To see a complete list of Travel Advisories for every country in the world, see travel.state.gov/traveladvisories.  Click on our color-coded world map for a global view.

Levels 1-4

The Travel Advisory appears at the top of each country page, with a color corresponding to each level:

Level 1 – Exercise Normal Precautions: This is the lowest advisory level for safety and security risk. There is some risk in any international travel. Conditions in other countries may differ from those in the United States and may change at any time.

Level 2 – Exercise Increased Caution:  Be aware of heightened risks to safety and security. The Departments of State provides additional advice for travelers in these areas in the Travel Advisory. Conditions in any country may change at any time.

Level 3 – Reconsider Travel: Avoid travel due to serious risks to safety and security. The Department of State provides additional advice for travelers in these areas in the Travel Advisory.Conditions in any country may change at any time.

Level 4 – Do Not Travel:  This is the highest advisory level due to greater likelihood of life-threatening risks. During an emergency, the U.S. government may have very limited ability to provide assistance. The Department of State advises that U.S. citizens not travel to the country or to leave as soon as it is safe to do so. The Department of State provides additional advice for travelers in these areas in the Travel Advisory. Conditions in any country may change at any time.

Varying Levels

We issue an overall Travel Advisory level for a country, but levels of advice may vary for specific locations or areas within a country. For instance, we may advise U.S. citizens to “Exercise Increased Caution” (Level 2) in a country, but to “Reconsider Travel” (Level 3) to a particular area within the country.

Risk Indicators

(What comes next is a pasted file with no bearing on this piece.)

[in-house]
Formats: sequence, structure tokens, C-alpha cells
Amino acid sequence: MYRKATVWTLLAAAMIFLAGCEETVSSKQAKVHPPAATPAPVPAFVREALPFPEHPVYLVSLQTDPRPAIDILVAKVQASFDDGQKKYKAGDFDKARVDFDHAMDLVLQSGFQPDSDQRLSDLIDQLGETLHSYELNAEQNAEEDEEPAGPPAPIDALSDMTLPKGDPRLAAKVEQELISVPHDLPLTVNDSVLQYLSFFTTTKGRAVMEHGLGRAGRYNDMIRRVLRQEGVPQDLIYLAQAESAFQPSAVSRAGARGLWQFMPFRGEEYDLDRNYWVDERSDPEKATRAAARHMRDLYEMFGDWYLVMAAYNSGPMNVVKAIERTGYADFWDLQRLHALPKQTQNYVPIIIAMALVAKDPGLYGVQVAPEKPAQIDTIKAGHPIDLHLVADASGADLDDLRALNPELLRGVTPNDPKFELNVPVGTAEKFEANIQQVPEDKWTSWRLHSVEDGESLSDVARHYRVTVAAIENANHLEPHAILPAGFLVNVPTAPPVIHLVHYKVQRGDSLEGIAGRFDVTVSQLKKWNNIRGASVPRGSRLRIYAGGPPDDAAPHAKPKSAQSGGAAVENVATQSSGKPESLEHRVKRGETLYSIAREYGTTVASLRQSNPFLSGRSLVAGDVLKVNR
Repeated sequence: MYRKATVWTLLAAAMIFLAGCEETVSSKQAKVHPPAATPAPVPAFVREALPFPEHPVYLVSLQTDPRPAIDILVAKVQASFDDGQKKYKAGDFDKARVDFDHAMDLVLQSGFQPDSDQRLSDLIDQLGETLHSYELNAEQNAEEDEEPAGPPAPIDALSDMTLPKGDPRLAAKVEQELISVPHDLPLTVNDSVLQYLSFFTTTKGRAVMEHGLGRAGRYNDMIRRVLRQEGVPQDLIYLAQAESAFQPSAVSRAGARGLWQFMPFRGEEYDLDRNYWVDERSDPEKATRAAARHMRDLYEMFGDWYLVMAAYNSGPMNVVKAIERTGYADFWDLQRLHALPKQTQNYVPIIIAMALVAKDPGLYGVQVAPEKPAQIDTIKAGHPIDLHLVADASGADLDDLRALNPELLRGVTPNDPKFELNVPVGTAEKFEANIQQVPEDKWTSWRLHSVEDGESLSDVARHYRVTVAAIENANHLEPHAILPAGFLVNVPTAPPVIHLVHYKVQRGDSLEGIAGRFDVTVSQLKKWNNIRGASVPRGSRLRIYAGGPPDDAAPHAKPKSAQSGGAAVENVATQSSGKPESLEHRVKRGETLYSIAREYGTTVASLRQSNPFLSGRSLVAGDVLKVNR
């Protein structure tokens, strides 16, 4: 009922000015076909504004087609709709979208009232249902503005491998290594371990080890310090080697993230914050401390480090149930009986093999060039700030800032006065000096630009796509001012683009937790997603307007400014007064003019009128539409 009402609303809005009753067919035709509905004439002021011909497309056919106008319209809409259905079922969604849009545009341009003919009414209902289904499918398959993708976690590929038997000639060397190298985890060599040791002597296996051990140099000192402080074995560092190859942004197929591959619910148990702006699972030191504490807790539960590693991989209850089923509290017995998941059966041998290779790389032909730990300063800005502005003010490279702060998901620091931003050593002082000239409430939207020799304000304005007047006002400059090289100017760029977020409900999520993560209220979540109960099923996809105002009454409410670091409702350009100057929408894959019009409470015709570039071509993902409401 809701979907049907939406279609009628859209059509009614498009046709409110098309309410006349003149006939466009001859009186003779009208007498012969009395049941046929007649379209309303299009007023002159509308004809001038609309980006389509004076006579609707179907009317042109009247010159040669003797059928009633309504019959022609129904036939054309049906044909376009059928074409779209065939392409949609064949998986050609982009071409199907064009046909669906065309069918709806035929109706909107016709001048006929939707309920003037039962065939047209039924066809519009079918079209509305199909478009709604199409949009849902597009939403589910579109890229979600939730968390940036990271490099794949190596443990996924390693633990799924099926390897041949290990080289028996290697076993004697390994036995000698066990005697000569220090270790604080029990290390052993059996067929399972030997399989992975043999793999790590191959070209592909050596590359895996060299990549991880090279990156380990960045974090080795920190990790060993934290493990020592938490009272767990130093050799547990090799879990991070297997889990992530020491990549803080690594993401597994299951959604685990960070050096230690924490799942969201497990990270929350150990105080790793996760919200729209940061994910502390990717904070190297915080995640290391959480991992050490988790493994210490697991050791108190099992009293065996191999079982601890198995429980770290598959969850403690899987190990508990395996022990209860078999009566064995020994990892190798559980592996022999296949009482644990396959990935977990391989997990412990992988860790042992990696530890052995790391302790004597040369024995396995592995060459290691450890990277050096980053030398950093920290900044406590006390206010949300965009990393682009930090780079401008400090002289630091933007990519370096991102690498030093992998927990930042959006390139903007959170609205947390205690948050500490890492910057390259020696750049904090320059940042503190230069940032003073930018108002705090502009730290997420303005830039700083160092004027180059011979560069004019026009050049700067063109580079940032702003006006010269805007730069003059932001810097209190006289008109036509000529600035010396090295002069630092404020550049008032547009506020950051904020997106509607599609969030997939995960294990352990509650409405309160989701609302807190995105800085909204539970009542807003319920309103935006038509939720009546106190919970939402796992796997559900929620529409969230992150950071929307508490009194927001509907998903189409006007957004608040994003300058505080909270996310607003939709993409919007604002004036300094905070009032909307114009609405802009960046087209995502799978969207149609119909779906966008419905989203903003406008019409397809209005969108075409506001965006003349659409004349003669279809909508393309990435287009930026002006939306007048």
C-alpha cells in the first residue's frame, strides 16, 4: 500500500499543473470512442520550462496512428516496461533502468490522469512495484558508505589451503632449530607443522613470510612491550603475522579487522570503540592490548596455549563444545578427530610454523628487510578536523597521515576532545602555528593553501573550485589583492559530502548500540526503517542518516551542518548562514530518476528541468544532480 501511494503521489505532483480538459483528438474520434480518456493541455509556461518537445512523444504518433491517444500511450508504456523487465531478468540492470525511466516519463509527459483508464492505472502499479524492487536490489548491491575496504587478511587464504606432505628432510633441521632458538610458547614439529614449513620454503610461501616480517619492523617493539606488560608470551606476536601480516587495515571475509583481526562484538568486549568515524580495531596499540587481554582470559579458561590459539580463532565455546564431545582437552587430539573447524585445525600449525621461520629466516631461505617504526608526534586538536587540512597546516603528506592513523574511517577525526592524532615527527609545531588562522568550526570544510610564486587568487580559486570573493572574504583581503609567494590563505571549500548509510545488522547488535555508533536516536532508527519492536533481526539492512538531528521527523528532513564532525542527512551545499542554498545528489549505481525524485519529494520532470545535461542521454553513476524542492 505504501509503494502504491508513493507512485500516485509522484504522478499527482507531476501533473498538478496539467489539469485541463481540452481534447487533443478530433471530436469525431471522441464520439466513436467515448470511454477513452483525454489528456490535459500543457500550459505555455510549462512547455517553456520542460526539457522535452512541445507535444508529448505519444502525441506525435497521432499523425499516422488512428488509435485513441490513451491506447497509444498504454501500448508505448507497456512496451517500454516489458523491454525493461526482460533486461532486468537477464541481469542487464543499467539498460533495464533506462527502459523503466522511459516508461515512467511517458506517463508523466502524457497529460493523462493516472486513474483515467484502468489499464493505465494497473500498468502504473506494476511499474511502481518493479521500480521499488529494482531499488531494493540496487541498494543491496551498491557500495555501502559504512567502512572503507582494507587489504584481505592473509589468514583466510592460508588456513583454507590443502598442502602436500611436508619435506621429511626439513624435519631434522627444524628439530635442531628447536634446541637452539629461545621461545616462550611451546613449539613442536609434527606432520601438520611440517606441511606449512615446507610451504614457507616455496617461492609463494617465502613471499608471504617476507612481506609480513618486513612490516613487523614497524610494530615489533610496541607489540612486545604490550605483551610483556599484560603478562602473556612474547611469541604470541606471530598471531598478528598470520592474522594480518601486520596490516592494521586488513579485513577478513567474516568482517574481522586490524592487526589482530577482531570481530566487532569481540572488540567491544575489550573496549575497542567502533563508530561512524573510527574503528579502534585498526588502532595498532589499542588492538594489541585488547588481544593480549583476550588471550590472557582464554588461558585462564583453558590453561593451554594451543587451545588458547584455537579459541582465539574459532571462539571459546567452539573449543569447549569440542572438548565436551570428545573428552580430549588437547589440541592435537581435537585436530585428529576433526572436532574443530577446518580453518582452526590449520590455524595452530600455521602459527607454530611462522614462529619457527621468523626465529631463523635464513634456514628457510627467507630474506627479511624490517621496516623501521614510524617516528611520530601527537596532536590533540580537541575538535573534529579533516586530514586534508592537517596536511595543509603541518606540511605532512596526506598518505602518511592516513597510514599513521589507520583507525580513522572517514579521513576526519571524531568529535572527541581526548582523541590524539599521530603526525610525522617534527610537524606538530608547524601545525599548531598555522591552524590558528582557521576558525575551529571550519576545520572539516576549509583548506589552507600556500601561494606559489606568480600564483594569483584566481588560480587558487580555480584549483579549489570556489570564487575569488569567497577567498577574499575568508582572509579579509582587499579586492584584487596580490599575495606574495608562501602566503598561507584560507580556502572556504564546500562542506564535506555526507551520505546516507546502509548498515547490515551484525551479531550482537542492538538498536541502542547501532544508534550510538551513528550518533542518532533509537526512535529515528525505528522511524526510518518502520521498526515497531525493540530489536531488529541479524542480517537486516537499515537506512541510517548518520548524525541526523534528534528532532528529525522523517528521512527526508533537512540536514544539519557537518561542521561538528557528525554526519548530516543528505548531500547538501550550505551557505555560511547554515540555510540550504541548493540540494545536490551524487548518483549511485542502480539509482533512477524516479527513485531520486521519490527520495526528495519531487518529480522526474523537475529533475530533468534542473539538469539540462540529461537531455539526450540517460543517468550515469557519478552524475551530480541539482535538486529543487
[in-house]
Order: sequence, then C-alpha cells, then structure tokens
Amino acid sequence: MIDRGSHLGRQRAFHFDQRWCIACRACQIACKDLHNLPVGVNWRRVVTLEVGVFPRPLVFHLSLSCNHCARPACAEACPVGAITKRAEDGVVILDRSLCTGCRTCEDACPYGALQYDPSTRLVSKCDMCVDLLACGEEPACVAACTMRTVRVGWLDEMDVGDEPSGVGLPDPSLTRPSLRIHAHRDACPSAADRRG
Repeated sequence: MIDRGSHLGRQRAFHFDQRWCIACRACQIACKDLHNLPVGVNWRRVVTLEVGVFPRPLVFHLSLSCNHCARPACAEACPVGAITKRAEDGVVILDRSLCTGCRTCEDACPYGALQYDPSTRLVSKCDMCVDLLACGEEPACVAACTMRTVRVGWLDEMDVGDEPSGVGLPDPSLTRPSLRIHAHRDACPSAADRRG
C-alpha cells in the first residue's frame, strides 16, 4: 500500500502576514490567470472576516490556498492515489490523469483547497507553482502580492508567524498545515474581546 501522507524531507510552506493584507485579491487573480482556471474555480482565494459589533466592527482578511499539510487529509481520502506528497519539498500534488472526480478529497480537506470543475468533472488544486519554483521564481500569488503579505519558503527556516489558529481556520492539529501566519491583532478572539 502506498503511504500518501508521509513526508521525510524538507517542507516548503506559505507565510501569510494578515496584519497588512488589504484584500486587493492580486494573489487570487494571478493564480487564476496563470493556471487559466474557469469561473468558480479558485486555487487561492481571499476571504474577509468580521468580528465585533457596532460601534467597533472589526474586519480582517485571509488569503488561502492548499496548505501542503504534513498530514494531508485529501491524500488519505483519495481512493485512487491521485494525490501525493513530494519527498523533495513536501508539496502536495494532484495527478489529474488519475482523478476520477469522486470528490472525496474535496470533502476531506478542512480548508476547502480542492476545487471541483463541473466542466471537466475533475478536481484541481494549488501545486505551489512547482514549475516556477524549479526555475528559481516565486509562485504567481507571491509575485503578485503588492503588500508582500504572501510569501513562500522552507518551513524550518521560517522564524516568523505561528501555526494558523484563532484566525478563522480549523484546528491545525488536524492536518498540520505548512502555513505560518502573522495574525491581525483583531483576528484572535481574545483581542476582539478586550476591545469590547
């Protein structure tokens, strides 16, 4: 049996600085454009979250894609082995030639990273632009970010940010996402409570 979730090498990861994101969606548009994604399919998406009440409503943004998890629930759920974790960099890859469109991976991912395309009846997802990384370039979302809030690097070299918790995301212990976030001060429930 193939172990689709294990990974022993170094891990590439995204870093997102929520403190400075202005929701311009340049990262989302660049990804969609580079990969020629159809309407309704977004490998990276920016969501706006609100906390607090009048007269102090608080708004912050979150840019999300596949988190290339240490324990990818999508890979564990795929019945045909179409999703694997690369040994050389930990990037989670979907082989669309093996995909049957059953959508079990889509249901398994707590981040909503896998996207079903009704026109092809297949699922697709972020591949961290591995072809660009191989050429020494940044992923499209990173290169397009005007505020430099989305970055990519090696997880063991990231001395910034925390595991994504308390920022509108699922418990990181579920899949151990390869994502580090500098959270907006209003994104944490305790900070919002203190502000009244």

Travel Advisories at Levels 2-4 will contain clear reasons for the level assigned, using established risk indicators and specific advice to U.S. citizens who choose to travel there. These are:

  • C – Crime: Widespread violent or organized crime is present in areas of the country. Local law enforcement may have limited ability to respond to serious crimes.
  • T – Terrorism: Terrorist attacks have occurred and/or specific threats against civilians, groups, or other targets may exist.
  • U – Civil Unrest: Political, economic, religious, and/or ethnic instability exists and may cause violence, major disruptions, and/or safety risks.
  • H – Health: Health risks, including current disease outbreaks or a crisis that disrupts a country’s medical infrastructure, are present. The issuance of a Centers for Disease Control Travel Notice may also be a factor.
  • N – Natural Disaster: A natural disaster, or its aftermath, poses danger.
  • E – Time-limited Event: Short-term event, such as elections, sporting events, or other incidents that may pose safety risks.
  •  O – Other: There are potential risks not covered by previous risk indicators. Read the country’s Travel Advisory for details.

Interactive Map

An interactive map is on each country page. Click on “View Larger Map” to see countries color coded with the Travel Advisory levels. Countries with varying levels of advice will be striped to indicate you should read the whole travel advisory for more details.

Categories: International